Kent State and Akron Public Schools Become Partners for New College and Career Academies at Firestone Community Learning Center
Three new college and career academies at Akron’s Firestone Community Learning Center will bear the name of Kent State University, as part of a new partnership announced Feb. 21 between the university and Akron Public Schools.
Kent State is the latest in a growing number of area businesses and organizations that have joined hands with Akron Public Schools for its new College and Career Academies for Akron high schools.
The Kent State University Academy of Design, the Kent State University Academy of Performing Arts and the Kent State University Academy of Advanced Technology and Comprehensive Engineering will open at Firestone for the 2018-19 school year.
Kent State President Beverly J. Warren said that when Akron Public Schools explained the focus of the three academies planned for Firestone, she was thrilled because the areas aligned so well with the programs and expertise of the university.
“This is truly a perfect pairing,” President Warren said. “I know it will be a fruitful partnership, not only because of what we can provide Firestone students, but also for what our students, faculty and staff will gain from collaborating with this state-of-the-art learning center.”
Melody Tankersley, Ph.D., senior associate provost and dean of graduate studies at Kent State, explained that the partnership might take many forms. Kent State will provide internships for Akron students and offer experiential learning opportunities for Akron students and teachers, and Akron will provide Kent State students and faculty the opportunity to learn from them and their partners, she said.
“We will assist one another in developing problem-based learning experiences that will transform our respective educational programs,” Dr. Tankersley said. “This is a true partnership in every sense of the word.”
President Warren said she was particularly excited about the partnership because of her long-held belief that education must begin at the cradle.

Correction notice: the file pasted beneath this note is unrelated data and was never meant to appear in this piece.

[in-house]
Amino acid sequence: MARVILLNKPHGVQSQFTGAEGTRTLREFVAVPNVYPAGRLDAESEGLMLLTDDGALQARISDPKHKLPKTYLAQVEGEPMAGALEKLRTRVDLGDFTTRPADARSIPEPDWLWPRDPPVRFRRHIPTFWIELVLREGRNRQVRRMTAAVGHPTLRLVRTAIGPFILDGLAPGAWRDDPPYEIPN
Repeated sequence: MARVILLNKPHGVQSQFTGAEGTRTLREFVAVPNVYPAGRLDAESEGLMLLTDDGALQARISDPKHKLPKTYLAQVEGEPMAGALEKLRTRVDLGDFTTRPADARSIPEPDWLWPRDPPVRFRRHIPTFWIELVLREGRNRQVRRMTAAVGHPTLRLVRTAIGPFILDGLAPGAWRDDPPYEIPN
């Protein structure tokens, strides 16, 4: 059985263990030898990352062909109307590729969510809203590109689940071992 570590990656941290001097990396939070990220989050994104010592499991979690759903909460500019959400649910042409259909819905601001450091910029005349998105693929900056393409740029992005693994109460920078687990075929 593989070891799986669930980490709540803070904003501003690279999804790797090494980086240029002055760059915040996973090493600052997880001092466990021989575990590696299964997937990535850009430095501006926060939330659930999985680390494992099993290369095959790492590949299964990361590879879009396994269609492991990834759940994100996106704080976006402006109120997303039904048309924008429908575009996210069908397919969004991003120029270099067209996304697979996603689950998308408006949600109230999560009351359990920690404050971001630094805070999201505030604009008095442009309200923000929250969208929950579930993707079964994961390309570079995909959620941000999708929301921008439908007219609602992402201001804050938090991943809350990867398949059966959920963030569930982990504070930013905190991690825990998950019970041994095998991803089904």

“The earlier we show students all that higher education has to offer, the more we empower them with a desire for a college education and successful career,” she said.
Last May, Akron Public Schools was designated a Ford Next Generation Learning Community, joining a national network supported by the Ford Motor Company Fund, the philanthropic arm of Ford Motor Company, which is transforming public high schools into career-themed academies to better prepare students for college and professional success in today’s competitive global economy.
Districts in the Ford Next Generation Learning Community network have experienced increased student achievement and engagement. School systems in the network develop robust ties with employers, which, in turn, help to generate a stronger talent-development pipeline for high-demand jobs and overall community prosperity.
Akron Public Schools Superintendent David James expressed his gratefulness to Kent State for its willingness to be part of the College and Career Academies of Akron.
“This is an ambitious project that will strengthen our schools, families and the very future of our students for generations to come,” Mr. James said. “We are incredibly grateful to Kent State University for being one of our first partners to come forward and say, `We want to help.’”
President Warren stressed that the partnership helps the university realize one of its core values of community engagement while serving as an innovation engine to enhance the quality of life for all in Northeast Ohio.
One of the first events to come from this partnership will take place this spring when 320 incoming Firestone freshmen will visit Kent State to explore firsthand the disciplines the university offers that align with the new academies: visual art, visual design, architecture, fashion, product design, theatre, film, dance, vocal, band, orchestra, aerospace, digital science and mechatronics.